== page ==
Growing up in the suburban Midwest in the 1990s, I was familiar with private label or “generic” brands at the grocery store. No place in the grocery store was the difference between “name brands” and private label or “store brands” more apparent than the cereal aisle. This is where the name brand cereal boxes lined the middle shelves, but the bottom shelves were stacked with plastic bags of cheaper imitations of the name brand cereal. I don’t remember buying any of these private label cereal products, because I always preferred to pay more for store brand cereals with the familiar logos and packaging. And apparently, according to Forbes, no one else really bought these generic cereals either. According to them, consumers have a hard time trusting the quality of products that aren’t name brand.
But consumers recently have developed different buying habits than they had twenty to thirty years ago. The rise of grocery stores like Whole Foods Market and Trader Joe’s that don’t necessarily carry the name brands consumers might be used to and the focus on organic food has made off brands more appealing and trustworthy. So much so that some consumers are opting for start-ups that offer products with no branding at all. These brand-less companies are all part of the “Small Player Mindset” trend, one of the Top Trends of 2019.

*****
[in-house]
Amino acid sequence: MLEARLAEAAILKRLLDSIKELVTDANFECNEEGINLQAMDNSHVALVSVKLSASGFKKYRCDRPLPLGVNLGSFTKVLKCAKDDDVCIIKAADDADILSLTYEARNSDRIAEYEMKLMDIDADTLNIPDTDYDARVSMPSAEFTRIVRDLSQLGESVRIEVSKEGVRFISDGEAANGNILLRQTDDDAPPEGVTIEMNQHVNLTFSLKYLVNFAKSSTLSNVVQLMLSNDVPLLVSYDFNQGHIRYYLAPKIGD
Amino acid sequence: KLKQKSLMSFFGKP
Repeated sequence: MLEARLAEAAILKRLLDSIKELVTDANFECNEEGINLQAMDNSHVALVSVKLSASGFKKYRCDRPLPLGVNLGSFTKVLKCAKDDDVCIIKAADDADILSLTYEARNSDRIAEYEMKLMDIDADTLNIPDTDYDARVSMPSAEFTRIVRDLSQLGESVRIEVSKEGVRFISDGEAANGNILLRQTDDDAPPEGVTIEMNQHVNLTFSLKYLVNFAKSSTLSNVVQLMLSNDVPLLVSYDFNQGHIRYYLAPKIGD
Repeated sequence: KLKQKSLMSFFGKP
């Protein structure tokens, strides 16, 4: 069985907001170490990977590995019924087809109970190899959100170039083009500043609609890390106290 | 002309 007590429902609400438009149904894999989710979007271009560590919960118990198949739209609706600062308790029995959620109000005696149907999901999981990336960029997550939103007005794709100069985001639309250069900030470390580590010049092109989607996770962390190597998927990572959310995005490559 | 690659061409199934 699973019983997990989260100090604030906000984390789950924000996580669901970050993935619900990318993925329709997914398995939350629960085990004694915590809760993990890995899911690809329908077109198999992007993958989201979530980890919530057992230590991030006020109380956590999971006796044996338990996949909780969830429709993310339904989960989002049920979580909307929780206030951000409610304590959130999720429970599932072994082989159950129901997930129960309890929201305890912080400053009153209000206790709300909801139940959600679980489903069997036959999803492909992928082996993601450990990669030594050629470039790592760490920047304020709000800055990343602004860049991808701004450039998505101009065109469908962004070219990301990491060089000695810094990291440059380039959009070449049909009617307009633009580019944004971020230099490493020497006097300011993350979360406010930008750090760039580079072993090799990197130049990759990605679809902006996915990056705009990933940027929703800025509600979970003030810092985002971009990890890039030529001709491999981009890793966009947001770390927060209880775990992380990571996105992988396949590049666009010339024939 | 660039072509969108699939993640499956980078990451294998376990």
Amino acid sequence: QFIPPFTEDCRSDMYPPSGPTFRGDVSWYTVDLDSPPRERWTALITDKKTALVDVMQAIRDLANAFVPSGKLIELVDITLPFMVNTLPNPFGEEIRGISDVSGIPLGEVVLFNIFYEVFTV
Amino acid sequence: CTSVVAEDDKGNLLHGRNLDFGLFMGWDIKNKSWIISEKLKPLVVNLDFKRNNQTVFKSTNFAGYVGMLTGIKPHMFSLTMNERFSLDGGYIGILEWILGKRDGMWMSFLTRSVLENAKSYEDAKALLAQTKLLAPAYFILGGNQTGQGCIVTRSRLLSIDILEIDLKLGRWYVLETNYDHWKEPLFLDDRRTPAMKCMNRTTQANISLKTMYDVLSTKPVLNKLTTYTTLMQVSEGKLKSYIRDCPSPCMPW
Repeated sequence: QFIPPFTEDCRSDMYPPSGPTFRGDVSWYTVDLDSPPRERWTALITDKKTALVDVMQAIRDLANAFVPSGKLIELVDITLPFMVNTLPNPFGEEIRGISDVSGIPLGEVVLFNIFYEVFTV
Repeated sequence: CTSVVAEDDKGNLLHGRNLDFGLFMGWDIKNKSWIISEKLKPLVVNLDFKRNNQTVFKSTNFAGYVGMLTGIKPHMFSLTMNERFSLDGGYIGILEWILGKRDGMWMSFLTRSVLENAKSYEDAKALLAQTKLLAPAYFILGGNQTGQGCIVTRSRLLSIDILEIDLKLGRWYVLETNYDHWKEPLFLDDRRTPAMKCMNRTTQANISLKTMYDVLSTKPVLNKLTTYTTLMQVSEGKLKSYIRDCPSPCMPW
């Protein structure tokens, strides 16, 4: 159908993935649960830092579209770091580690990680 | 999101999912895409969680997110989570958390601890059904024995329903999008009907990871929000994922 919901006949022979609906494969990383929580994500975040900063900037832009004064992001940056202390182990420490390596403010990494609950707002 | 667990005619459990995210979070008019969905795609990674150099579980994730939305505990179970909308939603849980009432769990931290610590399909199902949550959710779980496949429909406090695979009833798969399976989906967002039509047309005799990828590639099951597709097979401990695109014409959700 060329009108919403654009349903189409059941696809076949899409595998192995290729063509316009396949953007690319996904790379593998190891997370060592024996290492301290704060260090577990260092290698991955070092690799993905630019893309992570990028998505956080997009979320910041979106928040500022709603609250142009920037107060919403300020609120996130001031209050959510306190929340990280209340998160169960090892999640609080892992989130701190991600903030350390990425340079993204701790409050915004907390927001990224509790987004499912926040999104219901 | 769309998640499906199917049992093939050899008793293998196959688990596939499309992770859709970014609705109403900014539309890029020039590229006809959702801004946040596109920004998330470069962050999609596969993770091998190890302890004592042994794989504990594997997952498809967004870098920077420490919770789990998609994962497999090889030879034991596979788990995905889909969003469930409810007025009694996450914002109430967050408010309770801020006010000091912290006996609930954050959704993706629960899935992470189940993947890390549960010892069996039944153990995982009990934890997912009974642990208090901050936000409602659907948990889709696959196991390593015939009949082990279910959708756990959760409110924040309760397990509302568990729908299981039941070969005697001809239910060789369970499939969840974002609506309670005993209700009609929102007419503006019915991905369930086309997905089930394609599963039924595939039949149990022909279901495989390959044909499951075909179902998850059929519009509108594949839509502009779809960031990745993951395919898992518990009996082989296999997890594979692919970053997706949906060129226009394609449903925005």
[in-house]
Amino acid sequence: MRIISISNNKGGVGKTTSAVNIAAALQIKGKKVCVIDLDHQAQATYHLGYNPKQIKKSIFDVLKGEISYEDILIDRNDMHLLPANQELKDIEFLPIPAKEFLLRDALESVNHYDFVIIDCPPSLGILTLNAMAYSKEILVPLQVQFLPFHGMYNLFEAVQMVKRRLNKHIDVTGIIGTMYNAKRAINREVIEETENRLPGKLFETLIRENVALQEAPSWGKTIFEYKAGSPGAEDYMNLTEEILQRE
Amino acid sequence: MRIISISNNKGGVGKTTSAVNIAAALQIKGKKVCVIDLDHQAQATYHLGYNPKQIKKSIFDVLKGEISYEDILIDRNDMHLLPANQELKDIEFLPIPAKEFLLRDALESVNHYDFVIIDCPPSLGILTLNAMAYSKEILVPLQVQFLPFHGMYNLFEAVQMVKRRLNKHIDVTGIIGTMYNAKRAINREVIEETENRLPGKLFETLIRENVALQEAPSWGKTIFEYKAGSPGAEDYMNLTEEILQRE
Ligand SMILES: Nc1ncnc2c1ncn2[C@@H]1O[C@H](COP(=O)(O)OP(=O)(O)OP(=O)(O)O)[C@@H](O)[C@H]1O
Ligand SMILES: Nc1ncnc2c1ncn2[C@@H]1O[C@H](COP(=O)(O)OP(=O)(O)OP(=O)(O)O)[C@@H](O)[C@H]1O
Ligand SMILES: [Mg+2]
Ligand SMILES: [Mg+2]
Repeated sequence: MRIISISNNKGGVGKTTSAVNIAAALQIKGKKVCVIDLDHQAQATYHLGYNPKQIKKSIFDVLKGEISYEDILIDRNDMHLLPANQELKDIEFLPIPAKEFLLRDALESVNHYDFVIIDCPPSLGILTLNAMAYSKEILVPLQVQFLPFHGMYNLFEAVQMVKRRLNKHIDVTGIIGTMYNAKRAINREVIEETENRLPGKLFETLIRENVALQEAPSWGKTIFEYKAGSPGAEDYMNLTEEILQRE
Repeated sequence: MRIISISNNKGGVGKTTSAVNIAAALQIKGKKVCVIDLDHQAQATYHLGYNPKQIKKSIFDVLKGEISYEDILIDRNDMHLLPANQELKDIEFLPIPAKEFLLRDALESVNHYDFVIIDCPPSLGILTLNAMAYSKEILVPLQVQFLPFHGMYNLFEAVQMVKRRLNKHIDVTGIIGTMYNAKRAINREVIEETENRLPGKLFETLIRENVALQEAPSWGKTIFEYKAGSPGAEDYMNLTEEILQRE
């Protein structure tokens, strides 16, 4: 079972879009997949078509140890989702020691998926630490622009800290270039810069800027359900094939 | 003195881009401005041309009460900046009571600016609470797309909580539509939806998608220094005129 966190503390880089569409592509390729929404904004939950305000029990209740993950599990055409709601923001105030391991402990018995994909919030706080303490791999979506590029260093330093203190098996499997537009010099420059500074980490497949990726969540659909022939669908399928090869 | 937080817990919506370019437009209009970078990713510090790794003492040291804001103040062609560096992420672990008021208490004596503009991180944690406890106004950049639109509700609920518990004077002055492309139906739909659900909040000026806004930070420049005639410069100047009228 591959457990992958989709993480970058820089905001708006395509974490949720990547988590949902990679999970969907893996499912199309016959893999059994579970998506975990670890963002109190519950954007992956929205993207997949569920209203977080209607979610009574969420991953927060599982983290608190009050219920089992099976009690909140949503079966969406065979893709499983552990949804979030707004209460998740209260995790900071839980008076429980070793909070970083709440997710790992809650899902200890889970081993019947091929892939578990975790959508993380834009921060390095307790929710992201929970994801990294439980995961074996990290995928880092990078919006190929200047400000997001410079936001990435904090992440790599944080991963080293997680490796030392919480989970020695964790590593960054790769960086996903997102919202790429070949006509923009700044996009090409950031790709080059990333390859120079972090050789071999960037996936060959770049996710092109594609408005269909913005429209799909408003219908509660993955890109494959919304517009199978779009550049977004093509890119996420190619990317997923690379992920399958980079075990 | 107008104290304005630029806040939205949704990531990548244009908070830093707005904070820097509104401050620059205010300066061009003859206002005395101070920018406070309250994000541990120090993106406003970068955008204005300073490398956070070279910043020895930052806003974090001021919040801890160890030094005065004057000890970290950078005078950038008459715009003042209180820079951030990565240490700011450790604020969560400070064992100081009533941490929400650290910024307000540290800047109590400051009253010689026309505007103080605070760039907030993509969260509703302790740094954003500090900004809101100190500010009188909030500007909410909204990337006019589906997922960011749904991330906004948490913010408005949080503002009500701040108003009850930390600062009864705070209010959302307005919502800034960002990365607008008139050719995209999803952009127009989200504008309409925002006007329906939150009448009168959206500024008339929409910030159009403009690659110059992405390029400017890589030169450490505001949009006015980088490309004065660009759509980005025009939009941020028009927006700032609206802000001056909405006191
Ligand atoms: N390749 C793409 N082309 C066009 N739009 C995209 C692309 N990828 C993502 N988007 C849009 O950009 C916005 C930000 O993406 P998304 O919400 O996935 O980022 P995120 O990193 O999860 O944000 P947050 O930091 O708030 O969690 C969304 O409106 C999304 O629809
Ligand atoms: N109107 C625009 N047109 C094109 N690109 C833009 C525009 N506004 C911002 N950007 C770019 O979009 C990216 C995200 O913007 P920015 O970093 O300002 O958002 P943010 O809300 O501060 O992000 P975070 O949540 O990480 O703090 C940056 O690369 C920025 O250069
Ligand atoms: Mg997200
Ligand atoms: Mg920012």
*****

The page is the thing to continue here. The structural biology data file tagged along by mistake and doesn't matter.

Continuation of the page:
Brandless is an online-only brand that offers household items, cosmetics, and organic food products like maple syrup and dried pastas for a very low price. Most items are priced at just $3. The company claims that the minimal packaging and direct to consumer shipping keeps the prices low. The packaging is very design-forward while also being very simple. The product is labeled with the name of the item and a short list of what the product does, what certifications it has, or how the product lives up to its organic label.
Public Goods is another brand embracing the minimal branding approach but this brand is trying to target a more elite consumer. The company requires a $59 annual fee to buy their products but the company is aiming to fill the gap in the market where consumers might want a high-quality organic product, but doesn’t have the access to them. Public Goods’ packaging goes the more natural and less colorful route from Brandless. The paper packaging is untreated and natural looking with line drawings of what is inside. The pricing of the food products also isn’t as flat as Brandless, but is sometimes even cheaper than Brandless. Public Goods says that their savings comes from the annual fee which excludes branding, distribution, and retail from their supply chain.
While there are many ways for consumers to play with minimal branding on their packaging or in their product sales, food manufacturers should not worry that not being name-brand will make consumers question the quality of what is in their packaging. Consumers are used to different packaging and brands than the normal ones they are used to, particularly if they are looking for organic products. These consumers are showing that they care more about substance over style.